The beauty of smaller spaces

Sydney is known for many things, like its jaw-dropping harbour, the rich history of the Eora Nation and its First Nations people, the white, glistening sails of the Opera House, and more recently, the property boom!

More and more Sydneysiders are devising creative ways to maximise their square meterage, and this beautiful, architecturally designed studio has sparked our imagination. Nestled in the heart of Queens Park, this clever dwelling harnesses a mix of industrial-style materials to create a sense of high ceilings, openness and space. 

Our resident Interior Consultant, Harriet, styled this space, so we thought it's the perfect opportunity to pick her brain on how to optimise and style smaller homes for maximum comfort.

But first, let’s take a peek inside this compact dwelling.

Queens Park Studio

Architect: Reinhardt Jung; Build: Burton Residential Construction; Photography: Jessica Maurer

Same space, different vantage points. The clever use of fixtures paired with Harriets minimal, but impactful styling creates a sense of flow and ease to this Queens Park studio. 

Due to her role at Koskela, Harriet has developed an extensive network of interior designers and architects, and is on the pulse of upcoming trends. She always approaches these trends through a sustainable lens, which is why Harriet is so passionate about Koskela’s Australian made and enviro-conscious approach to design. 

What are your top three tips for styling apartment and studio spaces?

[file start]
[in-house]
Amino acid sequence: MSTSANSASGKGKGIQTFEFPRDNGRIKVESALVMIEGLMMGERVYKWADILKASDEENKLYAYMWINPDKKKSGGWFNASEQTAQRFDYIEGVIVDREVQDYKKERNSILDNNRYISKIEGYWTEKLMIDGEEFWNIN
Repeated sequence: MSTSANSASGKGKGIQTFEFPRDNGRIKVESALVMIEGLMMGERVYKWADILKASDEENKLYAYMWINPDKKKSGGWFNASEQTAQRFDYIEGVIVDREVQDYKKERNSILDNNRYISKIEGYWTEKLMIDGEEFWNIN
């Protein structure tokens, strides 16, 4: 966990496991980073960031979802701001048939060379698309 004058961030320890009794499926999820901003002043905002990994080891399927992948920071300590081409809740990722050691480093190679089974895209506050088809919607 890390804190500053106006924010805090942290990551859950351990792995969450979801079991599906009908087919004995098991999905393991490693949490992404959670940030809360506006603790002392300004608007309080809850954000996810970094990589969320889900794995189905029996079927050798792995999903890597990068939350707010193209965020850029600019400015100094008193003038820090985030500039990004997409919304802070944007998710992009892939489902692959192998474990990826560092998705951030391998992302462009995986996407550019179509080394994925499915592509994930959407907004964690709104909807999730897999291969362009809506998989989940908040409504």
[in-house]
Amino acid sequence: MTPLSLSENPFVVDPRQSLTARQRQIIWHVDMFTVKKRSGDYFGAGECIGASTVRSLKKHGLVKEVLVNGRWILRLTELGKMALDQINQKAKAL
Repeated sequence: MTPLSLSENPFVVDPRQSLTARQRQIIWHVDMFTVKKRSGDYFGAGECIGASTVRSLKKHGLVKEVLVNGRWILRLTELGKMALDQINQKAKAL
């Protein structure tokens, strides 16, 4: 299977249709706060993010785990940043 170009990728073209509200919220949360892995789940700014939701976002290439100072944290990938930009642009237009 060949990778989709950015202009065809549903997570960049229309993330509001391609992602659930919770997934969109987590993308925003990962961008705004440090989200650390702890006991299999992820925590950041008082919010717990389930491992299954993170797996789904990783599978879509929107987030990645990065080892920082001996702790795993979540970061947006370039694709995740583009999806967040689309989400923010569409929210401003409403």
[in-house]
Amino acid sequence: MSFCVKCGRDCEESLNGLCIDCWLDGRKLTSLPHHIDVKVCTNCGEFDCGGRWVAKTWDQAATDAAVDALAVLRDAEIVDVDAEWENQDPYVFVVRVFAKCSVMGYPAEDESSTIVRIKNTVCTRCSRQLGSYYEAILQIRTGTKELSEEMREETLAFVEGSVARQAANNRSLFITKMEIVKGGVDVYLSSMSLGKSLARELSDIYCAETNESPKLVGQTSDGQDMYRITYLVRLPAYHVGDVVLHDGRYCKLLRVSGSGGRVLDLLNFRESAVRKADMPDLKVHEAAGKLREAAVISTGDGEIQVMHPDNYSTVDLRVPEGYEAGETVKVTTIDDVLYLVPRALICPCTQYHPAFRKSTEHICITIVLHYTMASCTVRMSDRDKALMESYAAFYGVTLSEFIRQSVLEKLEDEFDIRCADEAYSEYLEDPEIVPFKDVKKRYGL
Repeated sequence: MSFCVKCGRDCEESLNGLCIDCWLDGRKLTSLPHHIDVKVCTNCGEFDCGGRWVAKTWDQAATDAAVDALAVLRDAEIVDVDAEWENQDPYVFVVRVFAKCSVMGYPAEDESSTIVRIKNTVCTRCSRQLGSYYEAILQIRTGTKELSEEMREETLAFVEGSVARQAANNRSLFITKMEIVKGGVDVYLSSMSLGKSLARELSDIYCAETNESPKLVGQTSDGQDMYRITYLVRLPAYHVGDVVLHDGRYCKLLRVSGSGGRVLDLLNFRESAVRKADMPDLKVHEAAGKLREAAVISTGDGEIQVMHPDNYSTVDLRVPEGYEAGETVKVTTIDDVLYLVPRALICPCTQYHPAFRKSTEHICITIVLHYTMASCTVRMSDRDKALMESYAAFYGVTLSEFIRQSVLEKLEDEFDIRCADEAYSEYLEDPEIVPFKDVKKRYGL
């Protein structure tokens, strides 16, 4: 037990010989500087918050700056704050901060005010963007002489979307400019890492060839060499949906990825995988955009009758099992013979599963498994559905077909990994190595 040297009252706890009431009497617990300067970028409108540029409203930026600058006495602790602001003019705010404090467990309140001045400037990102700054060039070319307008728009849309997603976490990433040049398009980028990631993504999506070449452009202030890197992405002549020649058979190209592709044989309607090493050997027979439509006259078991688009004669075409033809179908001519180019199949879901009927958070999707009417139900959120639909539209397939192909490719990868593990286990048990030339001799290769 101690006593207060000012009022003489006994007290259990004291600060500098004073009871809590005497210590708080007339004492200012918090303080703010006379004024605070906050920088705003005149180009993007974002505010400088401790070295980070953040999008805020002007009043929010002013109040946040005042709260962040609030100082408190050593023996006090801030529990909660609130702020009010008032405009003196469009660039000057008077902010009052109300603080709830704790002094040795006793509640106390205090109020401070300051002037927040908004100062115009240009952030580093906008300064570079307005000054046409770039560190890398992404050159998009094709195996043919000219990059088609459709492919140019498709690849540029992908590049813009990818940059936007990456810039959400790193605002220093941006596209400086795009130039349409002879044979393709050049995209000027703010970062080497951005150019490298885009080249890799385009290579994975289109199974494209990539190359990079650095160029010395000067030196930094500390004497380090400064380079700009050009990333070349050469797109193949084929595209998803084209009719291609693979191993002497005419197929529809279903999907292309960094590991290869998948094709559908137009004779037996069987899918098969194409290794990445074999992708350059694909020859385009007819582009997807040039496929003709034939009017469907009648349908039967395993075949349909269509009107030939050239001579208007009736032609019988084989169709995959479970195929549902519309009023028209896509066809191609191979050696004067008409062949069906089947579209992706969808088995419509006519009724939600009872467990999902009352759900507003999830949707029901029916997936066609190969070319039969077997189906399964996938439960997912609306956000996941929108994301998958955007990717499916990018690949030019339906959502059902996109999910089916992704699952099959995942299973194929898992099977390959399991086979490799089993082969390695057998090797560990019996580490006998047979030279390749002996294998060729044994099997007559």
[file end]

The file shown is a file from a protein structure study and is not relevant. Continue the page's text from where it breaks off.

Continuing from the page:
1. Display your favourite things in groups as opposed to spreading them out.

2. Introduce a wow factor piece. Whether it's bold in colour or size, this will create an impact that will often distract from the size of the room!

3. Choose your rug wisely. Don't be afraid to go big as long as you've done a good measure up to make sure what fits. Small rugs tend to make a space look small.

How can we create a sense of openness in small spaces?

Let the light in. If you don't have an abundance of natural light, a decorative pendant or floor and table lamps can keep the space looking brighter. There's no need to keep filling your space up with more furniture and accessories. 

Limit your purchases to things that you truly love and that are not based on short term trends. This is a more sustainable and ethical way of decorating your home.

What are you most looking forward to this Summer?

Indulging in delicious food with friends and family, mastering the perfect Bloody Mary for the day after and swimming in between.

What do you love about your community and why?

The troop of families in my neighbourhood are a treasure. Especially during the times when all we could do was say g'day from the front path. Thank goodness for our local park that has been the location of most of our interactions the last couple of years. And a big shout out to all of the baristas, chefs and bakers who have kept us all fed and watered.

If you could summarise your design style with a song, what would it be?

I'm not sure it describes my style but Jamming by Bob Marley and the Wailers. A family Christmas anthem too.

What’s one small thing you can do to your home to make it feel more inviting without spending any money?

Plants are magic. They will soften your space, fill in any unsolvable gaps and clean the air. Finding the right vessel is just as important and this doesn't have to be costly either.

What’s one piece you think everyone should invest in to make the most out of their smaller spaces?

Spend the time and money on investing in art that speaks to you. It gives your home personality, will spark conversation and can help with all of the other decisions you need to make with your furnishings and accessories.



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